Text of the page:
The CNC motion controller should adjust the feed rate continuously such that the setpoint error remains as small as possible. In order to keep the error small, the CNC controller needs to command the motors to speed up if the error is negative and slow down if the error is positive. The motion controller needs to be able to continuously change the speeds of the motors, and also the direction in which the motors are turning. Any CNC controller that is able to do this, and has the flexibility to program the behavior of the control algorithm is a very good solution. The CNC controller of Dynomotion meets these requirements. There might be other solutions that meet these too, however these are unknown to BaxEDM.
Most simple commercial CNC controllers do not allow the user to program their own control loop, nor are they able to dynamically reverse the feed rate. For such controllers, the only option is to use a control strategy in which the motors are stopped if the error goes positive. Although it is possible to machine with such a control strategy. This is not desired as the arc stability will be quite poor, which has a negative impact on the part finish. Next to that, the machine won’t automatically find the correct feed rate. In such a stop/go control scenario, the operator has to estimate the feed rate, which is difficult for each material type and thickness, which is clearly not desired.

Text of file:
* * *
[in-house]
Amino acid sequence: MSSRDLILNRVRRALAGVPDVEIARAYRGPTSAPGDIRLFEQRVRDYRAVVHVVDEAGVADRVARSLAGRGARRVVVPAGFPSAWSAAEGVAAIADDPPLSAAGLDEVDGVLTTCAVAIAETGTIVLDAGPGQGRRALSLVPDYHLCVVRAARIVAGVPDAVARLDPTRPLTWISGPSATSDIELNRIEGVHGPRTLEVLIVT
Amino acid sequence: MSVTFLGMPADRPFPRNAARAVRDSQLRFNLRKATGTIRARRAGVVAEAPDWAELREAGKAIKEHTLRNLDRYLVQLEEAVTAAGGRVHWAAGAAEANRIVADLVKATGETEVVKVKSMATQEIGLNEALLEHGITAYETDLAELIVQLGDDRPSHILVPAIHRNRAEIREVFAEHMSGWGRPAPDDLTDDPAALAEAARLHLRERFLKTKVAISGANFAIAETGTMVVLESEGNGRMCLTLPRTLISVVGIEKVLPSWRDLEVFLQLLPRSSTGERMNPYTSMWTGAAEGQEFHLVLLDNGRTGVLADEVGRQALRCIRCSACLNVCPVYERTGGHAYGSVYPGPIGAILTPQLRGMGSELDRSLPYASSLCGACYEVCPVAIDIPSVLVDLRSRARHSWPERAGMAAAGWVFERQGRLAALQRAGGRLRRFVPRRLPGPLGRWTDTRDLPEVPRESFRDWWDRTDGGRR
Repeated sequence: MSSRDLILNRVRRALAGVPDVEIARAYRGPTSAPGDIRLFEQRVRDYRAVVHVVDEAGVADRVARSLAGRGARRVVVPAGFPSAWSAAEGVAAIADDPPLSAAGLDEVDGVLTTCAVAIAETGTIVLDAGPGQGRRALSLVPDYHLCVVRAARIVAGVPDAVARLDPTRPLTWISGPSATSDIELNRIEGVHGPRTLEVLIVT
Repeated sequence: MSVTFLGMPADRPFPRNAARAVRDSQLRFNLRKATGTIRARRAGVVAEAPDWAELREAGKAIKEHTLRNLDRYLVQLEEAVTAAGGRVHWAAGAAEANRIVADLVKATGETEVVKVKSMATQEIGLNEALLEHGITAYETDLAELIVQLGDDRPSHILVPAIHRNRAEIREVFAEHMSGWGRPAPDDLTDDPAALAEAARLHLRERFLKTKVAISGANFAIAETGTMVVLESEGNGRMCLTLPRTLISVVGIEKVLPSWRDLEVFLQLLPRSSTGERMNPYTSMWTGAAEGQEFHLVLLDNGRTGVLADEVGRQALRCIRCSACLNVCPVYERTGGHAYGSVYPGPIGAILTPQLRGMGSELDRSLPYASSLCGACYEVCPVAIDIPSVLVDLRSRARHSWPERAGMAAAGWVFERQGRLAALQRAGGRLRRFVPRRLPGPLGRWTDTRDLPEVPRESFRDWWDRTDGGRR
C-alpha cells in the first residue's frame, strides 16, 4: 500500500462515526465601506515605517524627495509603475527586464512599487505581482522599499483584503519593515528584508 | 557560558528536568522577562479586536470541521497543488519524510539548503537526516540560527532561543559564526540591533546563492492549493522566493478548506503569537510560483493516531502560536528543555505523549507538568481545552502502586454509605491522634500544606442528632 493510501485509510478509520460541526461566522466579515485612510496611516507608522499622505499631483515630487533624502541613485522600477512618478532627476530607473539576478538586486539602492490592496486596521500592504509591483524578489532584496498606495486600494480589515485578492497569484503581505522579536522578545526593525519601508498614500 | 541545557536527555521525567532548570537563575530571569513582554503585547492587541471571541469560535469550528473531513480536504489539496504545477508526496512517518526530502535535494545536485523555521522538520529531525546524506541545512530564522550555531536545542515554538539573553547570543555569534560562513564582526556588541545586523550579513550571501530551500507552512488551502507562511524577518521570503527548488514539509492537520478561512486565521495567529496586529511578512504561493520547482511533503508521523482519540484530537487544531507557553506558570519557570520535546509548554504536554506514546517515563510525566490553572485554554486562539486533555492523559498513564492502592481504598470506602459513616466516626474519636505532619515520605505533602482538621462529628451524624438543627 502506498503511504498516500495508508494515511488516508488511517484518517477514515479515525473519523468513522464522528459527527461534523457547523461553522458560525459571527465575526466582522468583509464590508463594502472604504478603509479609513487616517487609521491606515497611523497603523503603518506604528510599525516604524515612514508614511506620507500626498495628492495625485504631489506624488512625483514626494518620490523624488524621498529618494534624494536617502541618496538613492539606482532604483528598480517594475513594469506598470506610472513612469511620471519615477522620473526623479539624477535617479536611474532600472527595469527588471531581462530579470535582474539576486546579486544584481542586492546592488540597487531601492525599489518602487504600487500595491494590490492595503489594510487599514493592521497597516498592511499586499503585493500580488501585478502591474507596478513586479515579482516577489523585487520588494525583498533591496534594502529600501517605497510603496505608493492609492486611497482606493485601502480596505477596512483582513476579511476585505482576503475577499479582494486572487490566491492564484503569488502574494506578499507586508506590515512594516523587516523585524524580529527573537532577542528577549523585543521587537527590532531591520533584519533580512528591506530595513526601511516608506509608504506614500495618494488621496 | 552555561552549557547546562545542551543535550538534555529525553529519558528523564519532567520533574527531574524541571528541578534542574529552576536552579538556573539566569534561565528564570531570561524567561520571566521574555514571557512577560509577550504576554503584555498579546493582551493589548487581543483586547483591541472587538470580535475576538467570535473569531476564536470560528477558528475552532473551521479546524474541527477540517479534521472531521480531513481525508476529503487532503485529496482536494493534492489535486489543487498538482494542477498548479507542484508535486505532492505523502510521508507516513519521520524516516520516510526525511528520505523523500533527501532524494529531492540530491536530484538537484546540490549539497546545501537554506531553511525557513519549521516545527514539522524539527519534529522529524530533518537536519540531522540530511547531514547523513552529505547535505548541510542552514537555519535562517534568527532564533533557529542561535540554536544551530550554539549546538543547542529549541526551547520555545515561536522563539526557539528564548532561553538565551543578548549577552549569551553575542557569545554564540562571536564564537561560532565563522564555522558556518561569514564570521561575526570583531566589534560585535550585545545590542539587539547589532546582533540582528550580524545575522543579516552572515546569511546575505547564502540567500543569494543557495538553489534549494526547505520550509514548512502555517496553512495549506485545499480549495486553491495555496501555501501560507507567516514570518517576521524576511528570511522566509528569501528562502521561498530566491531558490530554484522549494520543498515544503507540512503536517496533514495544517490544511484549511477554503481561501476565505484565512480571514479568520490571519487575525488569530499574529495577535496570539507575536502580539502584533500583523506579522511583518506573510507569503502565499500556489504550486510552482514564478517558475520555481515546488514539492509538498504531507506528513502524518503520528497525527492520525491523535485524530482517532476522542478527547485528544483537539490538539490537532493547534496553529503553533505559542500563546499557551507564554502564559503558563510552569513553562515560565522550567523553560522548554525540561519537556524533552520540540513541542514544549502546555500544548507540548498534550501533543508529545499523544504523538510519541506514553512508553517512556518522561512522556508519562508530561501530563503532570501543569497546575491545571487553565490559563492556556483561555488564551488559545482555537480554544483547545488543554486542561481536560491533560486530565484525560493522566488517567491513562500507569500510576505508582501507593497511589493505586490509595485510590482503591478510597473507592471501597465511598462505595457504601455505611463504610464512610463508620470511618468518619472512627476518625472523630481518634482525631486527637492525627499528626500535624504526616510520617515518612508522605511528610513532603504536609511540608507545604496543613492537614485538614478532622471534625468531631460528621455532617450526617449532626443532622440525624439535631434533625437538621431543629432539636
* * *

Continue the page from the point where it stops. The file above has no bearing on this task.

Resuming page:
Upon startup of the Dashboard app, the application needs to load the parameter library from the “EDMparametersLib.json” file. The Dashboard app searches for this file in on the same path as the executable. If it is not there, it cannot load the library and will raise the “Failed to execute script WED4” error:
To resolve this, make sure that you have copied the json file to the same path as the exe file.
The differential inputs of kanalog are digital, the generator control signal differential output is analog, so you need an analog differential input, which Kanalog does not have. So the answer is no, you need the converter (or make one yourself).